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04/21/2012 01:31 PM

Am I really bipolar?

EmThom64
Posts: 3
New Member

I was recently diagnosed, and I know I'm at least prone to major depression.

But the mania? Is it really?

As I'm answering my doc's questions (waiting for a second opinion), I might have just been answering to fit the questions. And I've looked up symptoms, but it all sounds like normal teenage things.

I took time to write it out, to explain these feelings as best I could, but after reading it, could I really still be bipolar? Or is it a teenager thing? I thought that maybe others who live with it could share their experiences with it.

I was so high on life that I needed very little sleep. I was just filled with so much energy that I had to constantly do something. I usually slept for two or three and felt completely rested. Life had millions of fascinating opportunities, and I had to experience everything the world had to offer. My thoughts were meandering in my brain—bouncing wildly against the walls of my mind at light-speed. My head was clogged with fast-paced background noise. Due to these racing thoughts, it was very difficult for me to cling to the same thought for too long. But these grand ideas were constantly flowing in and out of my conscious mind. These were amazing ideas for original music compositions and prose ideas that would break convention as well as new ways to kill time.

I always had a clever response to everything and wasn't afraid to meet new people. Public speaking was laughably easy, and making connections came naturally; I just always knew the right thing to say. I was practically a social butterfly, especially to people I thought to be interesting. I wasn't afraid to meet new people. If you were interesting to me or had an interesting topic, I would just not shut up. (Usually, I don't initiate conversation, but when you do, I don't shut up.)

Sometimes, people would talk to me and I would suddenly change to another, almost-related-but-not-quite topic. There were just as many times when I would abruptly insult or criticize the person I was talking to, right to his face. My train of thought would just change or derail in a fraction of a second, occasionally causing me to talk fast to keep up with my own thoughts. Freudian slips littered my conversations along with the tangents. When typing things or even speaking things, I often skip entire words or chunks of words in a sentence (for example, “This cat fish.”) I'd often make inappropriate remarks and jokes during the wrong occasions, thinking I'm funny when I'm really not. I also tend to ramble because I think that what I'm saying is just so interesting and it keeps the conversation flowing; the conversation, once started, just had to keep going.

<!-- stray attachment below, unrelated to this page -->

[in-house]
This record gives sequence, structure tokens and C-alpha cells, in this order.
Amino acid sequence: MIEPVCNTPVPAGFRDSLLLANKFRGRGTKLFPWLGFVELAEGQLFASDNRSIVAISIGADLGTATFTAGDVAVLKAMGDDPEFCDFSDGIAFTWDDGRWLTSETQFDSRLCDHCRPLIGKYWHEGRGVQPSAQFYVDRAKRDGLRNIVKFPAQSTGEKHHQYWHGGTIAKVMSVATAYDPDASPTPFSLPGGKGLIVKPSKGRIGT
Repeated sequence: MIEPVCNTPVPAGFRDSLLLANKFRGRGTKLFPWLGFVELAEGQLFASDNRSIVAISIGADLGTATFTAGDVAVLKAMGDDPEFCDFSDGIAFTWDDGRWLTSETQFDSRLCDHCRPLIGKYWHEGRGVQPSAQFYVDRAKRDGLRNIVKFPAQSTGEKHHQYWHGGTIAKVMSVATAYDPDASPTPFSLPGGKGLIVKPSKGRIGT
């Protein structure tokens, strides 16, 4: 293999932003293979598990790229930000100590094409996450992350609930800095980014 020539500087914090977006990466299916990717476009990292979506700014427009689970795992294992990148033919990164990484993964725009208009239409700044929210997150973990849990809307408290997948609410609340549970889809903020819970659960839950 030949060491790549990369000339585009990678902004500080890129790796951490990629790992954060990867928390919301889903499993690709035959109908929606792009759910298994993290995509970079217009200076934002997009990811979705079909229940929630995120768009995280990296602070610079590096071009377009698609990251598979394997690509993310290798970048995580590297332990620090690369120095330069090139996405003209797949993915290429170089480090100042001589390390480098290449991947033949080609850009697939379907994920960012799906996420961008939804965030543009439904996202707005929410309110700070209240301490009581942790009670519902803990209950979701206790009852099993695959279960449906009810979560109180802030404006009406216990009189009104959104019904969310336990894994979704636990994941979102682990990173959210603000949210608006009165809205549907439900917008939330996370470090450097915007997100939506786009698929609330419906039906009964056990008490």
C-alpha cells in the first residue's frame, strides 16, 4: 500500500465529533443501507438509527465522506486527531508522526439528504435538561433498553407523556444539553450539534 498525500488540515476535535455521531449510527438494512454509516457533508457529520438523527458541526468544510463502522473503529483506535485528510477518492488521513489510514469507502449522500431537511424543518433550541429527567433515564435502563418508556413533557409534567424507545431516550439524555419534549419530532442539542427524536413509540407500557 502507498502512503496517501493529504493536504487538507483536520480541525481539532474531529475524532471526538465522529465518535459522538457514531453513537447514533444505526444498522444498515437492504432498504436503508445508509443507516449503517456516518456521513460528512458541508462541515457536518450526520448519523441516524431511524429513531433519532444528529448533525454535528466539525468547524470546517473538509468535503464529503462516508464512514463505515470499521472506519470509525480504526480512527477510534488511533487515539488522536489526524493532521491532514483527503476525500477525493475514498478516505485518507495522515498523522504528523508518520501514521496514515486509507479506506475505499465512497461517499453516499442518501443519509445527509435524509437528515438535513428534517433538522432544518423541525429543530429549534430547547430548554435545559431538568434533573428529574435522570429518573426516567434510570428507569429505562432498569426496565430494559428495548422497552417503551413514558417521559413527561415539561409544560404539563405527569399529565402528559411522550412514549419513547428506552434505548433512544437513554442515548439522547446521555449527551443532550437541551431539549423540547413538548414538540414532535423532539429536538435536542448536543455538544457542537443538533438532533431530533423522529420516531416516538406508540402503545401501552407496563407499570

I was easily distracted. When there wasn't something better to do, I'd be distracted by everything around me—birds, wind, trees, snow. I always had an endless supply of energy and ideas, so the boring things could wait. I could only focus on the fun things. If something of greater interest came along, I would opt for the greater interest because I didn't know when I would get another chance for it. If there wasn't anything of greater interest, I would create something better to do. Often, I'll stop in the middle of something, suddenly go do something else, and come back and not remember what I was initially doing but with the distinct feeling of knowing I was supposed to finish something. Sometimes, I would eventually remember, but only because I would be so bored that I'd start something while thinking I never did but actually did. I could only sit down and focus on the things I found to be fun, and I could only motivate myself to do the uninteresting things if I had absolutely nothing else to do.

Because I was constantly restless, I always had to do something. If I didn't have anything to do, I could pace around the room for hours on end or my foot would rapidly tap the floor until I found something else to do. Sometimes, I would just get up and go for walks outside that were miles long. I was perpetually restless. The constant need for entertainment drove me to bounce between part-time jobs in a six-month period: the movie theaters, A&P, and finally ShopRite. Meanwhile, I had position in a JROTC unit, Key Club activities, and chores around the house while maintaining a class rank of 59/466 and an approximate GPA of 96. I would go on baking/cooking and cleaning sprees. I would go out shopping and buy clothes and jewelry that I didn't need.

I was on top of the world and cared not how I got there. I was excessively optimistic and knew—not felt, but knew—that everything would work out just fine for me. I lacked proper judgment which many noticed through unnecessary risks and impulsive actions: my reckless driving, sex, dangerous activities despite the risk just for the thrill, kleptomania, need to flaunt my superiority, spending sprees (clothes, jewelry, books, and food to cook) and general lack of regard for mine and other's safety. Consequences were for everyone but me. I was openly defiant to everyone and all rules whenever the chance presented, whenever I felt my freedom was being limited. Consequences hindered my ability to have fun, so I didn't even think of them when I wanted to do something. Everything would always work out to favor me and only me.